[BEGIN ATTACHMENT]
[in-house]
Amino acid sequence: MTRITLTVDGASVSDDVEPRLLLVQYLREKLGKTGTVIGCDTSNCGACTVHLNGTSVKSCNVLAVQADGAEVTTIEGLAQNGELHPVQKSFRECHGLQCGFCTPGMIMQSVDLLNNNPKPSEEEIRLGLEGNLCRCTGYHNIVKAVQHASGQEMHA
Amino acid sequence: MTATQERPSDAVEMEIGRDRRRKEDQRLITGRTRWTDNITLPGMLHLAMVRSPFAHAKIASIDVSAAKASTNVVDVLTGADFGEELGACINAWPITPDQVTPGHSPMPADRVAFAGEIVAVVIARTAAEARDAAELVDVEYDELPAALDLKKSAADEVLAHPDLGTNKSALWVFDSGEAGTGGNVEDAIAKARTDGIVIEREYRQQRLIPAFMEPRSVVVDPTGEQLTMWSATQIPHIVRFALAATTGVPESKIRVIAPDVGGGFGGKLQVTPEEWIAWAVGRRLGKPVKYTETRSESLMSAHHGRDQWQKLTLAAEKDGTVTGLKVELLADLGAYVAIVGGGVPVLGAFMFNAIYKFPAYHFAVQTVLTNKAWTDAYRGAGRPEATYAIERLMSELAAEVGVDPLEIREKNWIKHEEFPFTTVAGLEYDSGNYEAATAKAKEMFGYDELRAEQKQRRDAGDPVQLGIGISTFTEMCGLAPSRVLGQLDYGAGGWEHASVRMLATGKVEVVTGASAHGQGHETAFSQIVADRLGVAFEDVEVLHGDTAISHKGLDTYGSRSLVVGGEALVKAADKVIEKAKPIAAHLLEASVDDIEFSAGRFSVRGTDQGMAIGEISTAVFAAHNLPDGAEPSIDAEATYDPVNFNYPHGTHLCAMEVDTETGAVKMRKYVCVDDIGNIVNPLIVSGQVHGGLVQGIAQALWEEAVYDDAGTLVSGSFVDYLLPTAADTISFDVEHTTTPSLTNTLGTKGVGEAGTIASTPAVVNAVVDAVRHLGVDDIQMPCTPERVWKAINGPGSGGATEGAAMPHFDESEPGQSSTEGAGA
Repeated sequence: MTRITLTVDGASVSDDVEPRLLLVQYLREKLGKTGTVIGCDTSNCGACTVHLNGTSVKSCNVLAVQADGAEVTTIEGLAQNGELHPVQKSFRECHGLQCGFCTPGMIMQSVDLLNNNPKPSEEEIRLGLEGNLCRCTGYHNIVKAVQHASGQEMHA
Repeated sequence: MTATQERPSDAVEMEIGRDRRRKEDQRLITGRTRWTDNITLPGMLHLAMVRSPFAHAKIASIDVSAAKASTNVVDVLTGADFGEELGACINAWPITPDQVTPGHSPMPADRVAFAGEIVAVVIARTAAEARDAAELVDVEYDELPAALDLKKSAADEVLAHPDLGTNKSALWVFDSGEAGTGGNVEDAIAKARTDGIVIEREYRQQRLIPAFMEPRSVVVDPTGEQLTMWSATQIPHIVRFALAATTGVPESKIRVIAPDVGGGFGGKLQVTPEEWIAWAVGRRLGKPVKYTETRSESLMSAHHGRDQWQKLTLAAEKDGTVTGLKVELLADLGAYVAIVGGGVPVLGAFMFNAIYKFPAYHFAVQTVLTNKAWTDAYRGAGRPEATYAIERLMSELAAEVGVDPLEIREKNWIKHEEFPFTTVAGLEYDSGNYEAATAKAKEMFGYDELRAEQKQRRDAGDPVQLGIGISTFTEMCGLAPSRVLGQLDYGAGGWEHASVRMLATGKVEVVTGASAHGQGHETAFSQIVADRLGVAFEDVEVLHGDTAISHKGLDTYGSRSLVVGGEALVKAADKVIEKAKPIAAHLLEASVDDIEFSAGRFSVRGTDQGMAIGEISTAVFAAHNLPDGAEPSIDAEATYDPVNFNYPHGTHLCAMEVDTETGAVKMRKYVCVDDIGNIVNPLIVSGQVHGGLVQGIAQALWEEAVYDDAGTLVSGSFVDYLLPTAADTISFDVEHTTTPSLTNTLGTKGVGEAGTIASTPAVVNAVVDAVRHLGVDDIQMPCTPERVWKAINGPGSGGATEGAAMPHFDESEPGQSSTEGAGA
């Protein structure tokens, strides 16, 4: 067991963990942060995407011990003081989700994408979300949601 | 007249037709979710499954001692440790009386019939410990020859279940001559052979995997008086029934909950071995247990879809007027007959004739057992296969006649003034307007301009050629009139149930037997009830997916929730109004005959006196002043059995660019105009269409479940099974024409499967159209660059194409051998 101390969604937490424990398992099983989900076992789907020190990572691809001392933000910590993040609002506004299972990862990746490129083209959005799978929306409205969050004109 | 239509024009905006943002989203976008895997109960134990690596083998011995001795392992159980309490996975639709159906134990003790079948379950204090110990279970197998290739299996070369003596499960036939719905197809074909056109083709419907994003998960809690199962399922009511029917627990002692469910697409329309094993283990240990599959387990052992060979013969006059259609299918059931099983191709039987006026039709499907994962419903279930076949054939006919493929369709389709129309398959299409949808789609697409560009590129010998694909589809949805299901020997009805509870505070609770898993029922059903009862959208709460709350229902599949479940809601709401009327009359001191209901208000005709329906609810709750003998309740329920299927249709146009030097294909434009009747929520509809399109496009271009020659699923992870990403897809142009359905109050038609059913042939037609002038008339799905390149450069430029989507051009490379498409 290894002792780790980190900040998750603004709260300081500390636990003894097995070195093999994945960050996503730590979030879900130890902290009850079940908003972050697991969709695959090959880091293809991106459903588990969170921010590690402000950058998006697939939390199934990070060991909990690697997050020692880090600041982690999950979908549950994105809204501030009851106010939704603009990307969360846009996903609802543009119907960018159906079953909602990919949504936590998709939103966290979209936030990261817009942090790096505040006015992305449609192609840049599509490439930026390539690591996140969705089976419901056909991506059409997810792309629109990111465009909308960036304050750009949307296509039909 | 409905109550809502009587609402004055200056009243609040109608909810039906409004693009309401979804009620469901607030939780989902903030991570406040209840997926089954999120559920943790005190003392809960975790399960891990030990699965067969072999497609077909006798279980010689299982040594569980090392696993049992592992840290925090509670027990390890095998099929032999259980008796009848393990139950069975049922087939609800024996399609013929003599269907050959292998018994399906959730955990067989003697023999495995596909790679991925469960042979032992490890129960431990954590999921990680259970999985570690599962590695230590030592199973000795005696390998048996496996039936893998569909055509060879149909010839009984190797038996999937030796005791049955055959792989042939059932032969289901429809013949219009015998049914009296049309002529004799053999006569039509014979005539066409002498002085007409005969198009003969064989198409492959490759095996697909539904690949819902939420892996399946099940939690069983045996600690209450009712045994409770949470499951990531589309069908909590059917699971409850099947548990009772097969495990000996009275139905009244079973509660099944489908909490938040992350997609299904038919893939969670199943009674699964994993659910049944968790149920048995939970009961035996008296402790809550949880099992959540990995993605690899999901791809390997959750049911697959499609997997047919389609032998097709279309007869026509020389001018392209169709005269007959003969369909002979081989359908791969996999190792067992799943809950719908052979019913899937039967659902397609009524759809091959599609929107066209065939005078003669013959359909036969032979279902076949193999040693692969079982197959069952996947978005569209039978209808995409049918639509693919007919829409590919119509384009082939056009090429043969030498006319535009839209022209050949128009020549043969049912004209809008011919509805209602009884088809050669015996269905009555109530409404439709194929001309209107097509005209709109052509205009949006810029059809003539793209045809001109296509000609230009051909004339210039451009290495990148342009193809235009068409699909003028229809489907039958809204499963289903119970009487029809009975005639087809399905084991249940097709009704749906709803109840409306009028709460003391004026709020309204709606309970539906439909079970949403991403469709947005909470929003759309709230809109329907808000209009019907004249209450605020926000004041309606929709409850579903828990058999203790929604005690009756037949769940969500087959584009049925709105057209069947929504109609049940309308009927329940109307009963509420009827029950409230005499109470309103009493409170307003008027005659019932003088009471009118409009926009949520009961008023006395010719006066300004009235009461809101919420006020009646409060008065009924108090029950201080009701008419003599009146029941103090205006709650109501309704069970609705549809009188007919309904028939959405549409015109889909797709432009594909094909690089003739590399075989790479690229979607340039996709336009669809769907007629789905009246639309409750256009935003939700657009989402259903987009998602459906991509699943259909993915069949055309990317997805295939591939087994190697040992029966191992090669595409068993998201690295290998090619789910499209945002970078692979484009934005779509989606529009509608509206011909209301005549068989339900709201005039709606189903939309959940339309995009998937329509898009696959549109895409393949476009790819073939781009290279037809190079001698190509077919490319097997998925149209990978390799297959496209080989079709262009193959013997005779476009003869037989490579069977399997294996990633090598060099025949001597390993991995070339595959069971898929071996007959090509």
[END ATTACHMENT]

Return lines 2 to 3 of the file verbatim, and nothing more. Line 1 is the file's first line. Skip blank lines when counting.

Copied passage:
Amino acid sequence: MTRITLTVDGASVSDDVEPRLLLVQYLREKLGKTGTVIGCDTSNCGACTVHLNGTSVKSCNVLAVQADGAEVTTIEGLAQNGELHPVQKSFRECHGLQCGFCTPGMIMQSVDLLNNNPKPSEEEIRLGLEGNLCRCTGYHNIVKAVQHASGQEMHA
Amino acid sequence: MTATQERPSDAVEMEIGRDRRRKEDQRLITGRTRWTDNITLPGMLHLAMVRSPFAHAKIASIDVSAAKASTNVVDVLTGADFGEELGACINAWPITPDQVTPGHSPMPADRVAFAGEIVAVVIARTAAEARDAAELVDVEYDELPAALDLKKSAADEVLAHPDLGTNKSALWVFDSGEAGTGGNVEDAIAKARTDGIVIEREYRQQRLIPAFMEPRSVVVDPTGEQLTMWSATQIPHIVRFALAATTGVPESKIRVIAPDVGGGFGGKLQVTPEEWIAWAVGRRLGKPVKYTETRSESLMSAHHGRDQWQKLTLAAEKDGTVTGLKVELLADLGAYVAIVGGGVPVLGAFMFNAIYKFPAYHFAVQTVLTNKAWTDAYRGAGRPEATYAIERLMSELAAEVGVDPLEIREKNWIKHEEFPFTTVAGLEYDSGNYEAATAKAKEMFGYDELRAEQKQRRDAGDPVQLGIGISTFTEMCGLAPSRVLGQLDYGAGGWEHASVRMLATGKVEVVTGASAHGQGHETAFSQIVADRLGVAFEDVEVLHGDTAISHKGLDTYGSRSLVVGGEALVKAADKVIEKAKPIAAHLLEASVDDIEFSAGRFSVRGTDQGMAIGEISTAVFAAHNLPDGAEPSIDAEATYDPVNFNYPHGTHLCAMEVDTETGAVKMRKYVCVDDIGNIVNPLIVSGQVHGGLVQGIAQALWEEAVYDDAGTLVSGSFVDYLLPTAADTISFDVEHTTTPSLTNTLGTKGVGEAGTIASTPAVVNAVVDAVRHLGVDDIQMPCTPERVWKAINGPGSGGATEGAAMPHFDESEPGQSSTEGAGA